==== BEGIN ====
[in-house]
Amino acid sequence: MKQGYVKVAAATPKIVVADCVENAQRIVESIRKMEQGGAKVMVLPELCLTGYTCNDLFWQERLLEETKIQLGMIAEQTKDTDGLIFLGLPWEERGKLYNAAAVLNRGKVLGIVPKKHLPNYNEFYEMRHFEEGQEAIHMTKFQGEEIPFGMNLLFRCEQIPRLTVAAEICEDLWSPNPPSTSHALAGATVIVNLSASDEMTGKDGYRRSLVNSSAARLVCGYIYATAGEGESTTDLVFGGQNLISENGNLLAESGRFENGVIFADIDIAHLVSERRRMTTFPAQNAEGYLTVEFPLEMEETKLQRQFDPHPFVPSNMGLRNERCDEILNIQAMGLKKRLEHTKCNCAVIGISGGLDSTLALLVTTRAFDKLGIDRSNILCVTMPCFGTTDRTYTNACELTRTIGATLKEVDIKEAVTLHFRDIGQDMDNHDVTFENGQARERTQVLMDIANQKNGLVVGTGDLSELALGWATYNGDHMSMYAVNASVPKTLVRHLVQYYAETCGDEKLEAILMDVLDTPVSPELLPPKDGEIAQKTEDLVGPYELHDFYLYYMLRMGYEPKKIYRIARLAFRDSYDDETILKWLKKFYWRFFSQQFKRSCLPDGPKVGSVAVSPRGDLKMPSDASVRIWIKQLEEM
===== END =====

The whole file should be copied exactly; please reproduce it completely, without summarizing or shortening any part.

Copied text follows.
[in-house]
Amino acid sequence: MKQGYVKVAAATPKIVVADCVENAQRIVESIRKMEQGGAKVMVLPELCLTGYTCNDLFWQERLLEETKIQLGMIAEQTKDTDGLIFLGLPWEERGKLYNAAAVLNRGKVLGIVPKKHLPNYNEFYEMRHFEEGQEAIHMTKFQGEEIPFGMNLLFRCEQIPRLTVAAEICEDLWSPNPPSTSHALAGATVIVNLSASDEMTGKDGYRRSLVNSSAARLVCGYIYATAGEGESTTDLVFGGQNLISENGNLLAESGRFENGVIFADIDIAHLVSERRRMTTFPAQNAEGYLTVEFPLEMEETKLQRQFDPHPFVPSNMGLRNERCDEILNIQAMGLKKRLEHTKCNCAVIGISGGLDSTLALLVTTRAFDKLGIDRSNILCVTMPCFGTTDRTYTNACELTRTIGATLKEVDIKEAVTLHFRDIGQDMDNHDVTFENGQARERTQVLMDIANQKNGLVVGTGDLSELALGWATYNGDHMSMYAVNASVPKTLVRHLVQYYAETCGDEKLEAILMDVLDTPVSPELLPPKDGEIAQKTEDLVGPYELHDFYLYYMLRMGYEPKKIYRIARLAFRDSYDDETILKWLKKFYWRFFSQQFKRSCLPDGPKVGSVAVSPRGDLKMPSDASVRIWIKQLEEM